February 5, 2023

Volume XIII, Number 36

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February 03, 2023

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February 02, 2023

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Future of Washington’s Long-Term Care Tax, Fund Uncertain

With the start date of the Washington payroll tax to fund long-term care benefits for workers looming, state lawmakers are considering changes to the law even while lawsuits have been filed to modify or undo it.

Most companies with Washington workers have been preparing to comply with the 2019 Washington State Long-Term Services and Supports Trust Act. The Act, a first-of-its-kind law, provides Washington workers with long-term care benefits (called the Washington Cares Fund) and is funded by a payroll tax (beginning January 1, 2022) on Washington workers.


The Act imposes a payroll tax on Washington workers of $0.58 for every $100 (0.58 percent) of their gross wages. Employers are required to withhold the tax and contribute the funds to a trust to fund long-term care benefits.

Eligible Washington residents who require long-term care will be eligible for up to $100 per day ($36,500 maximum lifetime benefit) to pay for certain items. To be eligible for the benefit, Washington workers must pay into the trust for 10 years (with no more than a five-year interruption) or for three of the last six years before they apply for benefits.

Workers who secured qualifying long-term care coverage, through an individual policy or a group policy before November 1, 2021, can apply for an exemption. The deadline to apply for an exemption is December 31, 2022. If approved, the exemption would be effective beginning the quarter after it is approved and submitted to the employer. Exempt employees are not subject to the payroll tax and are permanently excluded from receiving benefits from the trust. It is critical for employees to apply for the exemption, obtain an approval letter from the state, and submit the letter to their employer as soon as possible because, until the employer receives the letter, it is required to withhold the payroll tax. Once those taxes have been withheld from employee paychecks, they will not be refunded by the trust. Therefore, employees who have secured other coverage but delay submitting the exemption letter to their employers could pay taxes and never be eligible for benefits.

Alas, the state has been inundated with exemption applications and the dedicated website has crashed or been taken out of operation many times. According to the state website, all applications submitted by December 1 will be processed before January 1, 2022.

Legislative Changes Under Considered

Some state legislators have been discussing reforming the law, primarily to correct some of its least popular features. Those features include:

  1. Limiting benefits to Washington residents (retirees who move out of state will lose the benefits despite potentially having paid in during their entire career);

  2. Providing no mechanism for new workers in Washington to opt out, as the one-time window has already closed; and

  3. Requiring workers to pay into the system even though they might never be eligible for benefits (older workers may never accrue enough service to earn a benefit).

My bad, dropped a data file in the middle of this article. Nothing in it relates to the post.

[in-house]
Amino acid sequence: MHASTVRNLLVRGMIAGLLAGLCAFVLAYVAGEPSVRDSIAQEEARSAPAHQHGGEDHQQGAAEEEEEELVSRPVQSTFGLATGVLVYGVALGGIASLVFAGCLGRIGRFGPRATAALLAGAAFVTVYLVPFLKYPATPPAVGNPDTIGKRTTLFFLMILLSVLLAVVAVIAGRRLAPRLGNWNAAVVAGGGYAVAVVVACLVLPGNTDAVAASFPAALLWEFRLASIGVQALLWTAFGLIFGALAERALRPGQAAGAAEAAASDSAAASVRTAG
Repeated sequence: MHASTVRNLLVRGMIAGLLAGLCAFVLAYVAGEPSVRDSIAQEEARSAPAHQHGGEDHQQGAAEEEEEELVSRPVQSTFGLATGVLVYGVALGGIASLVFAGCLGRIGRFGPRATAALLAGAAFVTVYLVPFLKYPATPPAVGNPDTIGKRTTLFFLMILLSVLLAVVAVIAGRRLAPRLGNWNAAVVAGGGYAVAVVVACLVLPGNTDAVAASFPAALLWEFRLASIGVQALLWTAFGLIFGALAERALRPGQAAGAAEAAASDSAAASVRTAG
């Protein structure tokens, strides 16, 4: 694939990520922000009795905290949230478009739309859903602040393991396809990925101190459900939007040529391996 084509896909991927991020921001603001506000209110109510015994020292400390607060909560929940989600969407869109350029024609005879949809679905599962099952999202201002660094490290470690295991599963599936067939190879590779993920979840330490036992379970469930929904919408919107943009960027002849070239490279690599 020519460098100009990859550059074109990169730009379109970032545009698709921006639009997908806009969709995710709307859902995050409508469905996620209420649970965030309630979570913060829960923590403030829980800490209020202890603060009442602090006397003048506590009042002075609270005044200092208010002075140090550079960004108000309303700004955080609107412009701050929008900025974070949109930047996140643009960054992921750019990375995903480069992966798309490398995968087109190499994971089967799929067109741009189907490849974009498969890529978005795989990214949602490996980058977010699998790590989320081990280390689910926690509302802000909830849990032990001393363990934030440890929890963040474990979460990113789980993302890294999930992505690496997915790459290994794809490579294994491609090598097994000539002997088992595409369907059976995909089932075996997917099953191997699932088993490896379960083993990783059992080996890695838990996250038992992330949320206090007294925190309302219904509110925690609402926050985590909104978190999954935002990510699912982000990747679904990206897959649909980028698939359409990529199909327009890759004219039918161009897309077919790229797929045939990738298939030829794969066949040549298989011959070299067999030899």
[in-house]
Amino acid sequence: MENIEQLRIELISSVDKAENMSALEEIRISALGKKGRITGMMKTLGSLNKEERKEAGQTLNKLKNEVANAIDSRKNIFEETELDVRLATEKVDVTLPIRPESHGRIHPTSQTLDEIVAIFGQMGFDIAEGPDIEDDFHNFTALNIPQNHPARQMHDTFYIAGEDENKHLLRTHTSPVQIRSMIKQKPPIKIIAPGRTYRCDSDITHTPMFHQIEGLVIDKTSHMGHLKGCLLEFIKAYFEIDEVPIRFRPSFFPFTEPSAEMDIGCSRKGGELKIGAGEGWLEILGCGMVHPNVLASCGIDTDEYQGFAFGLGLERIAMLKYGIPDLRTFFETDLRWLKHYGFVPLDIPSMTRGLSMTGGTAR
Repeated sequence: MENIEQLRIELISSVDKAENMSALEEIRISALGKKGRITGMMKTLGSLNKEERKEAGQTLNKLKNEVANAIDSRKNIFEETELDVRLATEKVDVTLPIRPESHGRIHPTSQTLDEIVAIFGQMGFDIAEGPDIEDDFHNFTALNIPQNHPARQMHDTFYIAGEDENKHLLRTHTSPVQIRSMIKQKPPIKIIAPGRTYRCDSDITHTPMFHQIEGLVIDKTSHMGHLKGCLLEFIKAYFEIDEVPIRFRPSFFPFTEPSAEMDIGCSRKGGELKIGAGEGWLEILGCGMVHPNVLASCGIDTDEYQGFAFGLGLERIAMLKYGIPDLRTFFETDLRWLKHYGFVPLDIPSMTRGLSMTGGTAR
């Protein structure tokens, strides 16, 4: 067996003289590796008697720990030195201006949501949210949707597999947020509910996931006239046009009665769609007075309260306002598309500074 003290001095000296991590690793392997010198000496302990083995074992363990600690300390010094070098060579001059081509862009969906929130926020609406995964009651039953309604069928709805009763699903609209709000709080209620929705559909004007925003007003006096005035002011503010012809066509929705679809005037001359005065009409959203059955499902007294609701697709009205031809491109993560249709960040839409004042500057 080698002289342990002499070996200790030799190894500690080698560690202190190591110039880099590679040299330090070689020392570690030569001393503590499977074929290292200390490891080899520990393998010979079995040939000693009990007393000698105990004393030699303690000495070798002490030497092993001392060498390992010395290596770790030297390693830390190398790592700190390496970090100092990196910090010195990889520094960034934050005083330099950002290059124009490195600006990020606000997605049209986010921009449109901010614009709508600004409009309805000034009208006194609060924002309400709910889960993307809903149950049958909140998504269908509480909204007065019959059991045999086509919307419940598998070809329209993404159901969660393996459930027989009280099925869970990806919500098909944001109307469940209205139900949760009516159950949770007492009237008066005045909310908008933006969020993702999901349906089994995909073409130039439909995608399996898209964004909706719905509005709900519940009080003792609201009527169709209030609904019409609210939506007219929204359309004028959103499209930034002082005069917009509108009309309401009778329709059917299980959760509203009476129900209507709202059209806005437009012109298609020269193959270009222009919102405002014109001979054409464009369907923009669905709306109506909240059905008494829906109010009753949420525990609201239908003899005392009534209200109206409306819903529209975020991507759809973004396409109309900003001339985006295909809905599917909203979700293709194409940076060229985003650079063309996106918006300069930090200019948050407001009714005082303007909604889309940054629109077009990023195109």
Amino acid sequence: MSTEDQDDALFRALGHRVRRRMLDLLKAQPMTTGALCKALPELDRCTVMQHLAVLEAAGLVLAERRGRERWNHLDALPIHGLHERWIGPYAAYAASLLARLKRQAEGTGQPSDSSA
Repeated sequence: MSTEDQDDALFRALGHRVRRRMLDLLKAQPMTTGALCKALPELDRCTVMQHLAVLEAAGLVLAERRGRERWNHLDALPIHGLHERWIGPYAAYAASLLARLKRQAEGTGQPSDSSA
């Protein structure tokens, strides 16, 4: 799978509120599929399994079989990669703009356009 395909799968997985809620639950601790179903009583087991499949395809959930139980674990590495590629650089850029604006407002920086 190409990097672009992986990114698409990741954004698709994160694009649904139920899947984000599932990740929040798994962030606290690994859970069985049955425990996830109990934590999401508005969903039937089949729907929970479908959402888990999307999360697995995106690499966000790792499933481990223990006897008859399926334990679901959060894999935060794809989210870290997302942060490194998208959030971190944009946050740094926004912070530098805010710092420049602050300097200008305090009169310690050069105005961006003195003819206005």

As of this writing, legislation to reform the law has not been introduced.

However, Senate Democratic leaders have urged Governor Jay Inslee to delay implementation of the Washington Cares program for a year because of the ongoing COVID-19 pandemic. On December 2, 2021, Governor Inslee expressed his support of such a delay, but he said the Legislature would have to act.

New Challenges

Meanwhile, there are several challenges to the law in progress. First, a citizens’ initiative (I-1436) would make participation in the program optional. Second, a class-action lawsuit has been filed in the Western District of Washington, alleging that the law is preempted by ERISA, is unconstitutional, unlawfully discriminates against employees based on age, and violates other state laws. The lawsuit asks the court to enjoin enforcement of the law and to require the state to refund any payroll taxes that have been contributed to the trust.


It is unclear whether any legislative reforms, the citizens’ initiative, or the lawsuit will result in termination or reform of the program. For now, employers should continue preparing for withholding the payroll tax beginning on January 1, 2022. Employers might also consider making employees aware that the payroll tax will be deducted from their paychecks and that, as long as they secured their own qualifying coverage before November 1, 2021, they still have time to apply for an exemption. Employees should also be reminded that if they do not provide their approval letter to their employer, payroll tax deductions will begin on January 1 through at least the end of the first quarter, and they will not receive a refund of those taxes.

Jackson Lewis P.C. © 2023National Law Review, Volume XI, Number 340

About this Author

Craig A. Day Employee Benefits Attorney Jackson Lewis Seattle, WA

Craig A. Day is a Principal in the Seattle, Washington, office of Jackson Lewis P.C. His practice focuses on representing employers in workplace law matters, including preventive advice and counseling.

Sherry Talton Employment Attorney Seattle
Of Counsel

Sherry L. Talton is Of Counsel in the Seattle, Washington, office of Jackson Lewis P.C. She advises and represents employers in every stage of disputes, from risk management to trial and appeal.

Ms. Talton has a broad base of litigation, trial, and appellate experience in numerous state and federal courts across the nation. She has assisted employers to protect their trade secrets, combat wrongful competition, comply with wage and hour laws, enforce arbitration agreements and other employment contract provisions, and implement best recruiting, hiring, and...